Although use of pectinases in food-processing industries has been fairly well established, the modes of action and experimental utility of several pectin-degrading enzymes have not been explored for applications in human nutrition and health. Prebiotics preferred pectic oligosaccharides during fermentation. Their abilities to protect colonocytes against Escherichia coli verocytotoxins, to stimulate apoptosis in human colonic adenocarcinoma, and to increase Bifidobacteria and Eubacterium rectale numbers with the subsequent increase in butyrate concentrations have also been reported [19].

Almost all the commercial preparations of pectinases are produced from fungal sources. Aspergillus niger is the most commonly used fungal species for industrial production of pectinolytic enzymes. Thus, owing to the enormous potential of pectinase in various sectors of industries whenever degradation of pectin is needed, it is important to undertake research in screening of microorganisms for pectinase production.

Therefore, the present study was conducted with the aims of screening pectinolytic microorganisms from coffee pulp and identifying molecularly using 16S rRNA.

2. Material and Methods

2.1. Sample Collection

A total of 30 coffee pulp samples were collected from coffee cherry processing site in Gomma, Jima zone, Ethiopia. The sample collected area is located in Oromia National Regional State of Ethiopia. It is located 390 km south west of Addis Ababa, which is the capital city of Ethiopia. The altitude of this area ranges from 1,380 to 1,680 meters above sea level; however, some points along the southern and western boundaries have altitudes ranging from 2229 to 2870 meters.

About 100 g of each sample was collected aseptically using UV-rays sterilized polythene bags. The sample containing bags were sealed and stored into 4°C refrigerator in Mycology Laboratory, Addis Ababa University, until the time of the analysis.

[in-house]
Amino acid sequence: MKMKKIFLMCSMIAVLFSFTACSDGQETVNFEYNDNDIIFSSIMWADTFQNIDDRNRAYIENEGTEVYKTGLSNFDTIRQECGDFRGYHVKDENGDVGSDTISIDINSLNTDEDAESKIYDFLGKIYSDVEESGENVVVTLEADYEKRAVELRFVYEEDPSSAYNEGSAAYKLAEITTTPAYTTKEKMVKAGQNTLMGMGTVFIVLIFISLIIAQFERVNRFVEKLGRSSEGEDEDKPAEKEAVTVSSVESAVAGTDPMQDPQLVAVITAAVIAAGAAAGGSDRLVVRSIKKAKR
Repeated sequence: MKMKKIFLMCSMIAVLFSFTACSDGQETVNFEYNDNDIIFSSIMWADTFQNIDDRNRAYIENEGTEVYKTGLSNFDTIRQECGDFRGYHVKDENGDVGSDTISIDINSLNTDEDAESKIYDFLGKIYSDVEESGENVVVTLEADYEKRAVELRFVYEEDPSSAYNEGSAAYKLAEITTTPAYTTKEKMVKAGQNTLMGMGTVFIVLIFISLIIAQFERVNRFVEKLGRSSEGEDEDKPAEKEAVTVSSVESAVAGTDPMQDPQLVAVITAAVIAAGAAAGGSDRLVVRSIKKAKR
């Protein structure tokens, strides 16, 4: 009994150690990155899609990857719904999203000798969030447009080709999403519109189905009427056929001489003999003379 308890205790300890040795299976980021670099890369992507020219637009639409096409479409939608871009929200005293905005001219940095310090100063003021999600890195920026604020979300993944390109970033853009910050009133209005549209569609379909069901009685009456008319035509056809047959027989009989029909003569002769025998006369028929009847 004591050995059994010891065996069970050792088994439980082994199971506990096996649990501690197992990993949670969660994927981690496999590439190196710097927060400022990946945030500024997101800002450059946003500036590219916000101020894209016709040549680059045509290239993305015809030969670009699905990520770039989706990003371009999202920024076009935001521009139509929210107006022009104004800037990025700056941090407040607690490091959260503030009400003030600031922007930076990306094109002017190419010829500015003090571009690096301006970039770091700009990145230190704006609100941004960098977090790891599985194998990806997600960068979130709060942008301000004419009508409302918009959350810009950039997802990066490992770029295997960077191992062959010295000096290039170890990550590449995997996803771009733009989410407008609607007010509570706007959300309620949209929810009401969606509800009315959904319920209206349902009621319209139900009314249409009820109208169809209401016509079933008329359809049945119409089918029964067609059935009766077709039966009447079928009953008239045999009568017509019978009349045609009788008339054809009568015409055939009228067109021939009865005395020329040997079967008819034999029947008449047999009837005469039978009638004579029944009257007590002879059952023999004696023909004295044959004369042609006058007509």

2.2. Serial Dilution

Aseptically, 10 g of Coffee Husk from each sample was pooled out and homogenized in sterile 90 ml distilled water. The homogenized samples were agitated for 1 hour at 120 rpm on INFORS HT Ecotron incubator shaker and then serially diluted until dilutions 10−4 and 10−5.

2.3. Media Preparation

Starch casein agar media were prepared by dissolving 10 g soluble starch, 0.3 g casein, 2 g KNO3, 2 g NaCl, 2 g K2HP04, 0.05 g MgSO4·7H2O, 0.02 g CaCO3, 0.01 g FeSO4·7H2O, and 15 g agar in 1000 ml of distilled water inside 2 L Erlenmeyer flask. The pH of the medium was adjusted to using digital pH meter (OAKTON-pH110). The media were sterilized at a temperature of 121°C for 15 minutes. Finally, about 20–25 ml of the sterilized starch casein agar media was poured on sterile Petri plates in the microbiological hood and allowed to solidify at room temperature.

Nutrient agar media were prepared by dissolving 28 g of nutrient agar in 1000 ml of distilled water inside 2 L Erlenmeyer flask. The pH of the medium was adjusted to using digital pH meter (OAKTON-pH110). The media were sterilized at a temperature of 121°C for 15 minutes. Finally, about 20–25 ml of the sterilized nutrient agar media was poured on sterile Petri plates in the microbiological hood and allowed to solidify at room temperature.

Malt extract agar media were prepared by dissolving 50 g of malt extract agar powder in 1000 ml of distilled water inside 2 L Erlenmeyer flask. The pH of the medium was adjusted to using digital pH meter (OAKTON-pH110). The media were sterilized at a temperature of 121°C for 15 minutes. After sterilization, the medium allowed to cool up to 50°C and supplemented with 1 μg/mL of Chloramphenicol to eliminate the growth of microorganisms other than fungus. Finally, about 20–25 ml of the sterilized malt extract agar media was poured on sterile Petri plates in the microbiological hood and allowed to solidify at room temperature.

2.4. Isolation of Actinomycetes

For the isolation of actinomycetes, 0.1 ml aliquots of samples from appropriate dilutions were inoculated onto sterilized and solidified starch casein agar medium using spread plate method (SCAM). Inoculated plates were incubated aerobically at 30°C for 3 days−2 weeks in the INFORS HT Ecotron incubator.

2.5. Isolation of Bacteria

For the isolation of bacteria, 0.1 ml aliquots of samples from appropriate dilutions were inoculated onto sterilized and solidified nutrient agar medium by spread plate method. Inoculated plates were incubated aerobically at 30°C for 24–48 hours in the INFORS HT Ecotron incubator.

2.6. Isolation of Fungi

For the isolation of fungi, 0.1 ml aliquots of samples from appropriate dilutions were inoculated on sterilized and solidified malt extract agar medium by spread plate method. Inoculated plates were incubated at 30°C for 3–8 days in the INFORS HT Ecotron incubator.